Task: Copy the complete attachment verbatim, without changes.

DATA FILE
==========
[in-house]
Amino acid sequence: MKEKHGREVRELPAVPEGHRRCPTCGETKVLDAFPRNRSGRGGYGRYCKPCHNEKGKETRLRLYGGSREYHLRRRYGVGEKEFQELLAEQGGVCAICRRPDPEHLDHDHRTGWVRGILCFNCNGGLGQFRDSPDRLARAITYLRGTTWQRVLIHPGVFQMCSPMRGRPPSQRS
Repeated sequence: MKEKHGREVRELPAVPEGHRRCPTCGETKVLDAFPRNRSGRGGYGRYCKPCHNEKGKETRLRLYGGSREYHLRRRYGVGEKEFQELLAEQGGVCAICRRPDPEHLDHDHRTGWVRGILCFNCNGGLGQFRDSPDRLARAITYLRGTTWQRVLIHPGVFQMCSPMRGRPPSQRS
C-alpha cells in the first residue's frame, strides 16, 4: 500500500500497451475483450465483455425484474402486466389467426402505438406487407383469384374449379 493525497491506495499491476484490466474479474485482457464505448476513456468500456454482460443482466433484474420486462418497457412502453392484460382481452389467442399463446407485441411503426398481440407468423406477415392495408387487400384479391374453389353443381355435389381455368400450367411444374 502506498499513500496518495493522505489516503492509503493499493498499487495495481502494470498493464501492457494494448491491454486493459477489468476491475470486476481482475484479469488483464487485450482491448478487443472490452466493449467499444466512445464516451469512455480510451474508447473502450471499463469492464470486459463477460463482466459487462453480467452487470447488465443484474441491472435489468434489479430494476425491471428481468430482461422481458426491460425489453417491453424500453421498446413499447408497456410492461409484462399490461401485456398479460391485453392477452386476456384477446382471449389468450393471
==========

[in-house]
Amino acid sequence: MKEKHGREVRELPAVPEGHRRCPTCGETKVLDAFPRNRSGRGGYGRYCKPCHNEKGKETRLRLYGGSREYHLRRRYGVGEKEFQELLAEQGGVCAICRRPDPEHLDHDHRTGWVRGILCFNCNGGLGQFRDSPDRLARAITYLRGTTWQRVLIHPGVFQMCSPMRGRPPSQRS
Repeated sequence: MKEKHGREVRELPAVPEGHRRCPTCGETKVLDAFPRNRSGRGGYGRYCKPCHNEKGKETRLRLYGGSREYHLRRRYGVGEKEFQELLAEQGGVCAICRRPDPEHLDHDHRTGWVRGILCFNCNGGLGQFRDSPDRLARAITYLRGTTWQRVLIHPGVFQMCSPMRGRPPSQRS
C-alpha cells in the first residue's frame, strides 16, 4: 500500500500497451475483450465483455425484474402486466389467426402505438406487407383469384374449379 493525497491506495499491476484490466474479474485482457464505448476513456468500456454482460443482466433484474420486462418497457412502453392484460382481452389467442399463446407485441411503426398481440407468423406477415392495408387487400384479391374453389353443381355435389381455368400450367411444374 502506498499513500496518495493522505489516503492509503493499493498499487495495481502494470498493464501492457494494448491491454486493459477489468476491475470486476481482475484479469488483464487485450482491448478487443472490452466493449467499444466512445464516451469512455480510451474508447473502450471499463469492464470486459463477460463482466459487462453480467452487470447488465443484474441491472435489468434489479430494476425491471428481468430482461422481458426491460425489453417491453424500453421498446413499447408497456410492461409484462399490461401485456398479460391485453392477452386476456384477446382471449389468450393471